UPDATE 2-SAP to buy Sybase for $5.8 billion

* Agreed to pay $65 per share

* Share price 44 percent above 3-month average price

* Sybase is No. 4 maker of database software

* Will escalate hostilities between SAP, Oracle

* Sybase shares up 55 percent from Tuesday close (Adds comments from SAP, details on deal, byline)

By Jim Finkle

BOSTON, May 12 (Reuters) - Germany's SAP AG SAPG.DE said it plans to buy smaller business software maker Sybase Inc SY.N for $5.8 billion, gaining technology that allows it to deliver its programs to mobile devices like the iPhone.

Wednesday's move is likely to escalate competition between SAP and larger rival Oracle Corp ORCL.O, which is the world's top maker of databases but which ranks second in the business management software market behind SAP.

California-based Sybase sells programs that make it easy for workers to access business software via smartphones and other mobile devices. SAP already uses the technology to let customers access its applications when they are on the road.

“We want to make sure SAP solutions can be accessed from all leading mobile devices. The acquisition of Sybase will allow us and our partners to do just that,” Jim Hagemann Snabe, SAP’s co-chief executive said in a conference call.

SAP has signed a definitive agreement to pay $65 per share in cash for Sybase, which is the world’s No. 4 provider of database software, the company said. That represents a 44 percent premium to company’s three-month average stock price.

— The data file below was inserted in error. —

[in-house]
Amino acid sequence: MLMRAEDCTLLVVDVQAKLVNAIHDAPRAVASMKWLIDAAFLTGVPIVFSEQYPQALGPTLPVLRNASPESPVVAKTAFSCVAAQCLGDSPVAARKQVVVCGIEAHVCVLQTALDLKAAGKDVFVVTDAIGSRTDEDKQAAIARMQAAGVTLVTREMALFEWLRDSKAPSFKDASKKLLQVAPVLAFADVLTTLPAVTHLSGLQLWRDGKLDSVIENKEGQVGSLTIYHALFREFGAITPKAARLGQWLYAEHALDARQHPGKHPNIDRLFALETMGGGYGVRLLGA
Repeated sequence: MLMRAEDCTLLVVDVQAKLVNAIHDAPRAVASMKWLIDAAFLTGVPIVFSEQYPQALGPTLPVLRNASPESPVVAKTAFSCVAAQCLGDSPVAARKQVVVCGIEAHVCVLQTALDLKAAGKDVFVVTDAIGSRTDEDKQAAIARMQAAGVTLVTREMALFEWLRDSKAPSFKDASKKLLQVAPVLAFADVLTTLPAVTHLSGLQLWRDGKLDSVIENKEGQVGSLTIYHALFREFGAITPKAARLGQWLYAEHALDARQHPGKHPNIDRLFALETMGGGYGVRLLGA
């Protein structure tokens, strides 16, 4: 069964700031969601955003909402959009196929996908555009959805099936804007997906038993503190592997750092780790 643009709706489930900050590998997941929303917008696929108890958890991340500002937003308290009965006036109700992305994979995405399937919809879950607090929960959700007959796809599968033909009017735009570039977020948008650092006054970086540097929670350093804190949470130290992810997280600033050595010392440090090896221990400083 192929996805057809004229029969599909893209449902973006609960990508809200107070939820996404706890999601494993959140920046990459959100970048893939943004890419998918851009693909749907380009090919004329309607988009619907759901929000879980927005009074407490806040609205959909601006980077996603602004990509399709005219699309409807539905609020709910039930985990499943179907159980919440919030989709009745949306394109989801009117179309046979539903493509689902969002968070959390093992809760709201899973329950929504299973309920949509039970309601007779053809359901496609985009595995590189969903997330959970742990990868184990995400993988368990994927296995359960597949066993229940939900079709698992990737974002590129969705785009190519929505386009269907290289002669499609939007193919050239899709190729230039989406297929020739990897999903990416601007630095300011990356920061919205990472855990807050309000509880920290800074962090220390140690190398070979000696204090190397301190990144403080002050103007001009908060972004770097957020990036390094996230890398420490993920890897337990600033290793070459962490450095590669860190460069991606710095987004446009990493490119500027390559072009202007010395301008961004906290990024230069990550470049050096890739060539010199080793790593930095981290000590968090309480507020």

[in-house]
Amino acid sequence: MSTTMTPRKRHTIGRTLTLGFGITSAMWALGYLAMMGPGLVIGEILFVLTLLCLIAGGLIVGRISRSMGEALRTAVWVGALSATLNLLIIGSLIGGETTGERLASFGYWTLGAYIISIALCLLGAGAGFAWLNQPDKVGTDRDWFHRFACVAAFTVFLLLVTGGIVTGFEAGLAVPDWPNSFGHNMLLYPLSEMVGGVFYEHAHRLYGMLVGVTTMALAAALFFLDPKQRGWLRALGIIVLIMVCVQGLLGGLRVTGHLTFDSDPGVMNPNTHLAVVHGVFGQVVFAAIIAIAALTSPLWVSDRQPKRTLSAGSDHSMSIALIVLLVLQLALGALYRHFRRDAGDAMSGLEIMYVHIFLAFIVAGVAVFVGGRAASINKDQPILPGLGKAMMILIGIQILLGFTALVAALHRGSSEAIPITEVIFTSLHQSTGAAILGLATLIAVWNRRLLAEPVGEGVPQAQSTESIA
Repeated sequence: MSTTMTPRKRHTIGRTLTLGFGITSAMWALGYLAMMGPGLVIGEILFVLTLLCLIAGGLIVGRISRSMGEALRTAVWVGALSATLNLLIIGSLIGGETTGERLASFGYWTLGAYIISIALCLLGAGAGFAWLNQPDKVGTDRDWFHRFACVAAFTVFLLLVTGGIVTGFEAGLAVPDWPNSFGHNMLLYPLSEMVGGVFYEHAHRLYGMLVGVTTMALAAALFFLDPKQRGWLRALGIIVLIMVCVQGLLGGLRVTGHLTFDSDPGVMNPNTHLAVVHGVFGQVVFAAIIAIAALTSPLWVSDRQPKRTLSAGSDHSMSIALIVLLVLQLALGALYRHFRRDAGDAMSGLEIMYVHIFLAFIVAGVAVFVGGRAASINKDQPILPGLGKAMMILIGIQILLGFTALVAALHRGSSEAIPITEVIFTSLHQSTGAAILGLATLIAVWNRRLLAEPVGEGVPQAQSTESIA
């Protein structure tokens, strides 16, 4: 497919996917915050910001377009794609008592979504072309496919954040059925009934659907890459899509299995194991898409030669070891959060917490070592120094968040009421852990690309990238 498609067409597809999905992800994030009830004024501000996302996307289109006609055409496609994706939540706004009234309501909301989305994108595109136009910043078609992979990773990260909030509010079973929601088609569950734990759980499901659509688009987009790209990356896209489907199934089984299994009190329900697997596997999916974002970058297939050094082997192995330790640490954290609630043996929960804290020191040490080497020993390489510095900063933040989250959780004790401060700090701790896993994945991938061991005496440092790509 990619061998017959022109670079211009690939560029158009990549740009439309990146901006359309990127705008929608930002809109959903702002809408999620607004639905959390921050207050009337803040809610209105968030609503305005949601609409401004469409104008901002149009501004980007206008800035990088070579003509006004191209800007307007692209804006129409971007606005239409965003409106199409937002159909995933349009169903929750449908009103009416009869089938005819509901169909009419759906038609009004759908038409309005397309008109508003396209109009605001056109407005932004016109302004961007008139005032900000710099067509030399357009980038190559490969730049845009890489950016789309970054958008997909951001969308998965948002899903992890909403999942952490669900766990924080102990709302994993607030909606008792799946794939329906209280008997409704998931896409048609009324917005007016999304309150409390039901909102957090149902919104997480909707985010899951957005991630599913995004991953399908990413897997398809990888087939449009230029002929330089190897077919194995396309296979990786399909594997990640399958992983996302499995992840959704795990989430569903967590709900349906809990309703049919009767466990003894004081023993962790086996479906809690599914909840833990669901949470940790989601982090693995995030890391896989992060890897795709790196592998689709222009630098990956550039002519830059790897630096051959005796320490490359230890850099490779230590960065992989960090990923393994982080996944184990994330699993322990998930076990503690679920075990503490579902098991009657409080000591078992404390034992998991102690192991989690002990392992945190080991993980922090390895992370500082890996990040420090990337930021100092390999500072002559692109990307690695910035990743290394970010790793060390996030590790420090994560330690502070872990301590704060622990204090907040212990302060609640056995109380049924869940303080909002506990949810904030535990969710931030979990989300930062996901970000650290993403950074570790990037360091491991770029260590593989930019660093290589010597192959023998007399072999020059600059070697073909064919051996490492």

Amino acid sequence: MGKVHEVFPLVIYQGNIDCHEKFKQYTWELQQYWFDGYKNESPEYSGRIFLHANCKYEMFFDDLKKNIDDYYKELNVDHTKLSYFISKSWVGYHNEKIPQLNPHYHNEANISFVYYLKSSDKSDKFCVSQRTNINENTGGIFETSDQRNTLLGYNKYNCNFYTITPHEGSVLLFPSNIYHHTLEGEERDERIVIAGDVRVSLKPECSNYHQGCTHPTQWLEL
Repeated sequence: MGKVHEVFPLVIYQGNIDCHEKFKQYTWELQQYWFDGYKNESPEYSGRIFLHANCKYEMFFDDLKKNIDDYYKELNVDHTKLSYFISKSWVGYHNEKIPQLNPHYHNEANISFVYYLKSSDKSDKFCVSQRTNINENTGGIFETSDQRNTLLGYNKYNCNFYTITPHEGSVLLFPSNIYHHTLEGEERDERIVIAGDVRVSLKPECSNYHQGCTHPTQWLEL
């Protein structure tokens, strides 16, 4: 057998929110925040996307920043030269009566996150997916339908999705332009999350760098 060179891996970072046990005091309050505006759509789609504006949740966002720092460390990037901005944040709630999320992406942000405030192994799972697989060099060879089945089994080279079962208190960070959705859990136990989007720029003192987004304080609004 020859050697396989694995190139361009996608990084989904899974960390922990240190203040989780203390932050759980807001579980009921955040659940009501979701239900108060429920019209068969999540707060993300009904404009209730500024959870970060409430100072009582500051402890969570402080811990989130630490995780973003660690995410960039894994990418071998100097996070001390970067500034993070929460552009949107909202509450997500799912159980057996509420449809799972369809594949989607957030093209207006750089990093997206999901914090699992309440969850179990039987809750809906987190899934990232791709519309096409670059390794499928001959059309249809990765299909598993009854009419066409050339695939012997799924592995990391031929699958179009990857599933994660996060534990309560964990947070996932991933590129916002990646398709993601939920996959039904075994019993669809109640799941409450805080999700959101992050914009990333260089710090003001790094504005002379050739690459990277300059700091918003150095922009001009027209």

Sybase shares rose to $64.52 in after-hours trade. They had climbed 35 percent to $56.14 on the New York Stock Exchange after Bloomberg first reported that SAP was planning to buy Sybase.

SAP said that it would fund the deal with cash on hand and a 2.75 billion euro loan facility.

The companies said they expect the transaction to close during the third quarter immediately adding to SAP’s earnings.

SAP’s U.S. shares edged lower in extended trade to $44.50 from their close of $44.90.

Deutsche Bank and Barclays advised SAP, while Bank of America Merrill Lynch advised Sybase. (Reporting by Jim Finkle. Editing by Robert MacMillan, Leslie Gevirtz)